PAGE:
Now, makes no sense to us, but we are medical professionals. Not every person out there wants to get that involved - I don't see this as shocking at all. It's not an abnormal response, at all. I would like to think that there are more people who would do the hands on if instructed, than those who would not choose to. But hey, I'm all about reality...
  7. Visit  ♪♫ in my ♥ profile page
    2
    If facility policy is not to initiate BLS or ALS then the staff did precisely the correct thing.
    psu_213 and elkpark like this.
  8. Visit  Rachelj1222 profile page
    0
    I dont understand how somebody can work for a facility like that. Disgusting.
  9. Visit  morte profile page
    0
    In an hour of googling, I found cpr for pedi only.
  10. Visit  PMFB-RN profile page
    8
    Quote from netglow
    I agree. Really most of the time, it doesn't matter who actually was involved, they will call that person "a nurse". Could have been a housekeeper for all we know.
    *** The called self identifies as a nurse. She says "I'm a nurse". She had better be an LVN or RN or she could get in trouble.
    psu_213, Lev <3, nrsang97, and 5 others like this.
  11. Visit  roser13 profile page
    3
    Quote from dishes
    You don't have to be in medical facility to receive CPR, if this lady (the deceased) had been in a restaurant, public building, a shopping mall she would have received CPR as instructed by the 911 operator.
    THIS!!
    nrsang97, Fuzzy, and Creamsoda like this.
  12. Visit  Mulan profile page
    17
    I don't see a tragedy here, as someone stated.

    The woman was 87 years old.

    The daughter, a nurse, had no problem with it, probably realizing that it was her time to die. We all have to die sometime.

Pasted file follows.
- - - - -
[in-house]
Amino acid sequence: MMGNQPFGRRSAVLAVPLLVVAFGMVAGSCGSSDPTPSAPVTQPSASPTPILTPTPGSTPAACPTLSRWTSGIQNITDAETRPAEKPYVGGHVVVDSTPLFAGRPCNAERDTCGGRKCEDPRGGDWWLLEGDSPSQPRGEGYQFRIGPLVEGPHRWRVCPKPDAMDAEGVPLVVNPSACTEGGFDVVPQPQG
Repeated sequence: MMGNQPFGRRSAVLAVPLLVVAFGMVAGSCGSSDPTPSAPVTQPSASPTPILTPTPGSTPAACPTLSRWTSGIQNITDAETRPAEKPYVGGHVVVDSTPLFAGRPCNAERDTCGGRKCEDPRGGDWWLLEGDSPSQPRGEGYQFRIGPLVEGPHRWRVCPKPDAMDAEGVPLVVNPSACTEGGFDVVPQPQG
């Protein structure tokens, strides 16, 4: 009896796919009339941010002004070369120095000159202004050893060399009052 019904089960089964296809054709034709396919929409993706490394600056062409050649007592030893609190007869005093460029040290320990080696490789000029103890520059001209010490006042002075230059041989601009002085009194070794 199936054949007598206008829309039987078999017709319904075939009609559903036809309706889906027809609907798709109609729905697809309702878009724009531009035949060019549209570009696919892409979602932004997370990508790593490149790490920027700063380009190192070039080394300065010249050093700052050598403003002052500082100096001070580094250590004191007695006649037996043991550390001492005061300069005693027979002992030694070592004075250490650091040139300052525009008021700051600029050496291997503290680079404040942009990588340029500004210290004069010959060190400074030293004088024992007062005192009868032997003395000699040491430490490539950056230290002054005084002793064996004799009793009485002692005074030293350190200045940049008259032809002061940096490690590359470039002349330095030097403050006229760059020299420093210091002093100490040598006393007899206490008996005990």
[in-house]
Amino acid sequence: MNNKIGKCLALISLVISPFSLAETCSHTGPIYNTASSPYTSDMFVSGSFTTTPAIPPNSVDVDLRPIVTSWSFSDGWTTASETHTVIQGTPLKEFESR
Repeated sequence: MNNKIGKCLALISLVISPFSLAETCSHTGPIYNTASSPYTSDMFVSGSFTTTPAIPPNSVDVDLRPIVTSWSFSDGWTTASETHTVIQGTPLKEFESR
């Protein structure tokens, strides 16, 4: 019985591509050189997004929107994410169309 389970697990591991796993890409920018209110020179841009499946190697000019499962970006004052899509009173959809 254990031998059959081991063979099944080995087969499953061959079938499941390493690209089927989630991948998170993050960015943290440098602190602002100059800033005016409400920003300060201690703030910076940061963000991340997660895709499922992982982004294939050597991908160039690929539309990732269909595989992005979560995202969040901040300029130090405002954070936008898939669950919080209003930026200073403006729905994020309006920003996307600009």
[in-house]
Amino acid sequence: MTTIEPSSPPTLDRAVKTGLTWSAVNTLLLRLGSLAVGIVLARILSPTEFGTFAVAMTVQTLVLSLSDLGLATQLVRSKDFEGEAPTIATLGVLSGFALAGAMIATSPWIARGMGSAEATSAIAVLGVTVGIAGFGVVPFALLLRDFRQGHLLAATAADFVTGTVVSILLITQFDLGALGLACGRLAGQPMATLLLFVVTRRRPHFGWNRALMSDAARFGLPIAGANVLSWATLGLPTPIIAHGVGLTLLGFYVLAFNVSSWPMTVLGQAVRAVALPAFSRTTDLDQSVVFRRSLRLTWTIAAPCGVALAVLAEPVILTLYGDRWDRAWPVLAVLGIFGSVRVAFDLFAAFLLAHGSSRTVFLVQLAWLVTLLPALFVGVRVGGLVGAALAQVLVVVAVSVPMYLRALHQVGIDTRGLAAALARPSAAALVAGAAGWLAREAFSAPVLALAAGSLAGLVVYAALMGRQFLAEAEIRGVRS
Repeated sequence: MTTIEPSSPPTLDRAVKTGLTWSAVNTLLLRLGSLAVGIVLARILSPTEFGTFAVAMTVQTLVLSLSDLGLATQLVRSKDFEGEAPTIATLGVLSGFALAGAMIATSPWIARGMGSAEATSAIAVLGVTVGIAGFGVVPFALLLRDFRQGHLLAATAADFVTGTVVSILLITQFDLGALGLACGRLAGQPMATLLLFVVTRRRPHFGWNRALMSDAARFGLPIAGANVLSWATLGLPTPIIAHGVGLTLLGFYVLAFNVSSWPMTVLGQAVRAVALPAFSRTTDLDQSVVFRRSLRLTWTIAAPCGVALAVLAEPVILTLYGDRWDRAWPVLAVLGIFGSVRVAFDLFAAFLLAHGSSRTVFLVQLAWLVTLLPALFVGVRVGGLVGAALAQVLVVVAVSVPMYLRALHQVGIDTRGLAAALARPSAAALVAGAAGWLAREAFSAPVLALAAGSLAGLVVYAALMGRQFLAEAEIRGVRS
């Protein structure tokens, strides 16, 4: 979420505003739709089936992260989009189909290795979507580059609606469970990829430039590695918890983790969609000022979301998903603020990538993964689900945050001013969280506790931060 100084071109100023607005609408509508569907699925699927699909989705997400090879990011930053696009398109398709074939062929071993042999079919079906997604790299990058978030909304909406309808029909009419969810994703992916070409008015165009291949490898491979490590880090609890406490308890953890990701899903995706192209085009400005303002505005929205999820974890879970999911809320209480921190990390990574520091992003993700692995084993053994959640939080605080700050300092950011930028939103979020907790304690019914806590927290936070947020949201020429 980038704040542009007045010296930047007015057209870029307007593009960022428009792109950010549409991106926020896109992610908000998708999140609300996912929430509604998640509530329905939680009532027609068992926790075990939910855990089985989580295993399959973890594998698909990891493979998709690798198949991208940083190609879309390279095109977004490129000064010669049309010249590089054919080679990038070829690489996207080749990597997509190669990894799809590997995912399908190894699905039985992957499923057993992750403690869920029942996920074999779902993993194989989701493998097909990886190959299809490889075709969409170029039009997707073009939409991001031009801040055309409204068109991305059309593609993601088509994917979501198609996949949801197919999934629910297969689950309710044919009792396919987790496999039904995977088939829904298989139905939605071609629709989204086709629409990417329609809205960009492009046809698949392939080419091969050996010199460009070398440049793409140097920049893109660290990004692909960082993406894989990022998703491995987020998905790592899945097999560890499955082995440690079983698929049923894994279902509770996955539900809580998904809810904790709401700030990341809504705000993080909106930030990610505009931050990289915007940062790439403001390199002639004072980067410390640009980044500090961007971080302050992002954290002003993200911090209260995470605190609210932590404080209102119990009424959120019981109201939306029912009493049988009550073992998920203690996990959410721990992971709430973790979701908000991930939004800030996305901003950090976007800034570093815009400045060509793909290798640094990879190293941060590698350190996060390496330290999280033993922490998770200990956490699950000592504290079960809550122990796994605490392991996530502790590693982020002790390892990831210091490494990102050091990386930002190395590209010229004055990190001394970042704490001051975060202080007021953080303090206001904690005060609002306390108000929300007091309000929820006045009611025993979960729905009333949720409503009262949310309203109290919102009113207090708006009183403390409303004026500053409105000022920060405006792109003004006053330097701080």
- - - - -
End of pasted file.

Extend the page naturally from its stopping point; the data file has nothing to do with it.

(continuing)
The dispatcher, "if you've got any sitting citizens there, I'll have them do it", what is she going to do, talk another resident, another 80 year old, through doing CPR?
    16weeks, WeepingAngel, psu_213, and 14 others like this.
  13. Visit  roser13 profile page
    1
    Quote from VivaLasViejas
    We assisted-living nurse are caught between a rock and a hard place. Many companies, including the one I work for, have the no-CPR rule in place, supposedly for the nurse's protection as well as theirs. I'd probably lose my job if I were to perform CPR while waiting for the EMTs to arrive. But when it comes down to brass tacks, failure to rescue is a serious matter that the state BON does not view favorably, and frankly if I were in that situation, my training and moral code would dictate that I start CPR. It's not even a question in my mind. Far better to lose a job than a life that could have been saved with early CPR and advanced care.
    For those of us without ALF experience, could you shed some light on the thought process behind a "no CPR" rule?
    nrsang97 likes this.
  14. Visit  mwrizRN profile page
    0
    Clearly this is an upsetting story, but this is not an uncommon practice at these specific type of facilities.. These company's are doing away with mandating CPR certification for its staff d/t the cost and liabilities that ensue.
    I'm sure that this situation wasn't easy for the nurse involved to just sit there and watch this women suffer but she also works for a company and per this companies policy she was restricted to perform her duty as an RN and attempt to save her life d/t the possibility of losing her job.
    It's a scary situation when you can't even perform CPR on a resident or civilian without the fear of being sued or fired....sad sad situation.


Nursing Jobs in every specialty and state. Visit today and find your dream job.

Top